Passion in the Workplace: Empirical Insights from Team Sport Organisations

Anagnostopoulos, Christos orcid iconORCID: 0000-0001-7470-5191, Winand, Mathieu and Papadimitriou, Demetra (2016) Passion in the Workplace: Empirical Insights from Team Sport Organisations. European Sport Management Quarterly, 16 (4). ISSN 1618-4742

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Although sport management scholars have focused on a fairly wide number of psychologically-related constructs in the workplace, passion has not been part of this research agenda. The present study is the first attempt to fill this gap by exploring employees’ passion in the workplace setting of sport organisations. It does so by applying for the first time the dualistic model of passion developed by Vallerand et al. (2003), which measures two distinct types of passion: harmonious and obsessive.
Online survey data were gathered from administrative employees in the United Kingdom’s football industry, responsible for either business-related functions or the clubs’ social agenda (N=236) in order to measure the passion experienced by individuals guided by different institutional logics. The particular instrument has two components: harmonious and obsessive passion towards the job. Besides the passion scales, the survey contained measures related to demographic variables (e.g., age, gender and education), to employment position in the organisation and to previous job experience. Data were statistically analysed in Confirmatory Factor Analysis (CFA) and analysis of variance, using SPSS and Amos 18.0. To determine the effect of contextual variables on the passion for the job, t-test and ANOVA were also used.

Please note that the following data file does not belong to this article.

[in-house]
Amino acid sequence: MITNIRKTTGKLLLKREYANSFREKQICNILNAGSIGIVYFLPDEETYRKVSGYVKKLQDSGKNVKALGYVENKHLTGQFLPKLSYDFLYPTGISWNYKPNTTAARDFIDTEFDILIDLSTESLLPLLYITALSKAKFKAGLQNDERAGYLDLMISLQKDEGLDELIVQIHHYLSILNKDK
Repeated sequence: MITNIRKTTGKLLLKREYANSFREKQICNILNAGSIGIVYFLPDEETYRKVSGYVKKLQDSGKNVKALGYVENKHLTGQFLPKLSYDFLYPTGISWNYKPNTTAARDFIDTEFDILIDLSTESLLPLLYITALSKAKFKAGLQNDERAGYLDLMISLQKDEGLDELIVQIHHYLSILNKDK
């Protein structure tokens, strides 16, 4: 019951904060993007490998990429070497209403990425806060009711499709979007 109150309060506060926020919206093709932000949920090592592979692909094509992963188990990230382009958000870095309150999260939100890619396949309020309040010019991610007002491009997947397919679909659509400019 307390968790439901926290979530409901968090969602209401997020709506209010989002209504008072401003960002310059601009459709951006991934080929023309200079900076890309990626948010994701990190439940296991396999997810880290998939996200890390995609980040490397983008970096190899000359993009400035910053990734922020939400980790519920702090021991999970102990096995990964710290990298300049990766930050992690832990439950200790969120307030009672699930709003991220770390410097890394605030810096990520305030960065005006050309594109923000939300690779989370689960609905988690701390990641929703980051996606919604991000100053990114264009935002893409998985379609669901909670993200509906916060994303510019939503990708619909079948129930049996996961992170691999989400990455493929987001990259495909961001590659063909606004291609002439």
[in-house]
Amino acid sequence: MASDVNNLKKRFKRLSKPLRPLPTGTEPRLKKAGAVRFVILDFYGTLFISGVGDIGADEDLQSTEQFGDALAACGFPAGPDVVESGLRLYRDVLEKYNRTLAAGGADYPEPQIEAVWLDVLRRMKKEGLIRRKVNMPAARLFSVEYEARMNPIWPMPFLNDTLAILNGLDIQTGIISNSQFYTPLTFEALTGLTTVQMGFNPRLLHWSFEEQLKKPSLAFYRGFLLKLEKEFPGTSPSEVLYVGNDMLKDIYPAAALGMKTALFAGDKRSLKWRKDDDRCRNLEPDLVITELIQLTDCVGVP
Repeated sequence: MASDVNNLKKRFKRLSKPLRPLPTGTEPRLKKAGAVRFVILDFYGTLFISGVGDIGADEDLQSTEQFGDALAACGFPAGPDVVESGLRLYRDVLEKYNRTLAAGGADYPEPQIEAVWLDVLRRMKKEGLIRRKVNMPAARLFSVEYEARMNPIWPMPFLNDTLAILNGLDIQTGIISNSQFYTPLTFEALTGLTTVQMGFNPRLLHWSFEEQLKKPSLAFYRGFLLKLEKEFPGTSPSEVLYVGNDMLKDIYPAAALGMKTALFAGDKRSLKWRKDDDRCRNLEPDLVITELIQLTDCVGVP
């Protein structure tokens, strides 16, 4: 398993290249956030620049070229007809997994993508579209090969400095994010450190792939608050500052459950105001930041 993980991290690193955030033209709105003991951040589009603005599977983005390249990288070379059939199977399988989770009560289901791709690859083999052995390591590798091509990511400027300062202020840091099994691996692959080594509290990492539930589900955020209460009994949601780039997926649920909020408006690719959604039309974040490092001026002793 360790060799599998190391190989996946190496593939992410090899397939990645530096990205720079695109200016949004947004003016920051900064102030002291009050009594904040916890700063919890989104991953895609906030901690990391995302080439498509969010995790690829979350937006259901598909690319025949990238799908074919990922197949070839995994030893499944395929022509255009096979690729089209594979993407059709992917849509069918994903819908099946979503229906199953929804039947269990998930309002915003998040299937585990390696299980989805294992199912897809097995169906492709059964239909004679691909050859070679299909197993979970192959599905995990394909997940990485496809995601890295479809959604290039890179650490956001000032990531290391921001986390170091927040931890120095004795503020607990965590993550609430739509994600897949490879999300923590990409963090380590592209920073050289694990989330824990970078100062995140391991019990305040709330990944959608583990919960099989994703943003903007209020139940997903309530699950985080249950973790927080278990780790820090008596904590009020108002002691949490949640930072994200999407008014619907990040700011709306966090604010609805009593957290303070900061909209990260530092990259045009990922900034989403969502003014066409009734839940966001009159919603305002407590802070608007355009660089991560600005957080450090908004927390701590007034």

Both groups of employees are passionate about their job. They remain harmoniously passionate throughout their career and show low level of obsessive passion. The type of work activities influences both levels of harmonious and obsessive passion experienced by personnel within sport organisations with employees responsible for the social agenda being slightly more harmoniously and obsessively passionate compared to those responsible for the business agenda.
Vallerand et al.’s (2003) dualistic model of passion has been adapted to measure passion at workplace within sport organisations. The particular working environment that forms these organisations attracts and/or facilitates employees to experience a positive work–life balance.

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